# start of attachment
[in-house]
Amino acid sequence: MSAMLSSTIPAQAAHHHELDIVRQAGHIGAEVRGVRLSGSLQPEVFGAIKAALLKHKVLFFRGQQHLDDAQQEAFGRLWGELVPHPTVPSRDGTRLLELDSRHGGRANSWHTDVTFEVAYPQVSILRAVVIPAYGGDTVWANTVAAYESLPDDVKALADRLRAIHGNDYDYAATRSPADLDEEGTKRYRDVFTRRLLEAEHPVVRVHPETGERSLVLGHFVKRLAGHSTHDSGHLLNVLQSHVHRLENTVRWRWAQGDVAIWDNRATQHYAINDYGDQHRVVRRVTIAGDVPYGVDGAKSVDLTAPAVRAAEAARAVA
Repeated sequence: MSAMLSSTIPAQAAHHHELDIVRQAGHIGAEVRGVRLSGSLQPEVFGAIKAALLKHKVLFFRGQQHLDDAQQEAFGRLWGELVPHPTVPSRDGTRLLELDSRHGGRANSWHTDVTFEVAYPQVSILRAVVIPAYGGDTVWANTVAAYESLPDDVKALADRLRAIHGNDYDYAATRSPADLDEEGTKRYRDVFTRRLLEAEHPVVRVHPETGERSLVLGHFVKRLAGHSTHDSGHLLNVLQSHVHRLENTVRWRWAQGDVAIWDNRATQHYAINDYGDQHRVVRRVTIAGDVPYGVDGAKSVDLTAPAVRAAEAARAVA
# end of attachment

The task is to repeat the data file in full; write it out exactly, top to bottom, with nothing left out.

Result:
[in-house]
Amino acid sequence: MSAMLSSTIPAQAAHHHELDIVRQAGHIGAEVRGVRLSGSLQPEVFGAIKAALLKHKVLFFRGQQHLDDAQQEAFGRLWGELVPHPTVPSRDGTRLLELDSRHGGRANSWHTDVTFEVAYPQVSILRAVVIPAYGGDTVWANTVAAYESLPDDVKALADRLRAIHGNDYDYAATRSPADLDEEGTKRYRDVFTRRLLEAEHPVVRVHPETGERSLVLGHFVKRLAGHSTHDSGHLLNVLQSHVHRLENTVRWRWAQGDVAIWDNRATQHYAINDYGDQHRVVRRVTIAGDVPYGVDGAKSVDLTAPAVRAAEAARAVA
Repeated sequence: MSAMLSSTIPAQAAHHHELDIVRQAGHIGAEVRGVRLSGSLQPEVFGAIKAALLKHKVLFFRGQQHLDDAQQEAFGRLWGELVPHPTVPSRDGTRLLELDSRHGGRANSWHTDVTFEVAYPQVSILRAVVIPAYGGDTVWANTVAAYESLPDDVKALADRLRAIHGNDYDYAATRSPADLDEEGTKRYRDVFTRRLLEAEHPVVRVHPETGERSLVLGHFVKRLAGHSTHDSGHLLNVLQSHVHRLENTVRWRWAQGDVAIWDNRATQHYAINDYGDQHRVVRRVTIAGDVPYGVDGAKSVDLTAPAVRAAEAARAVA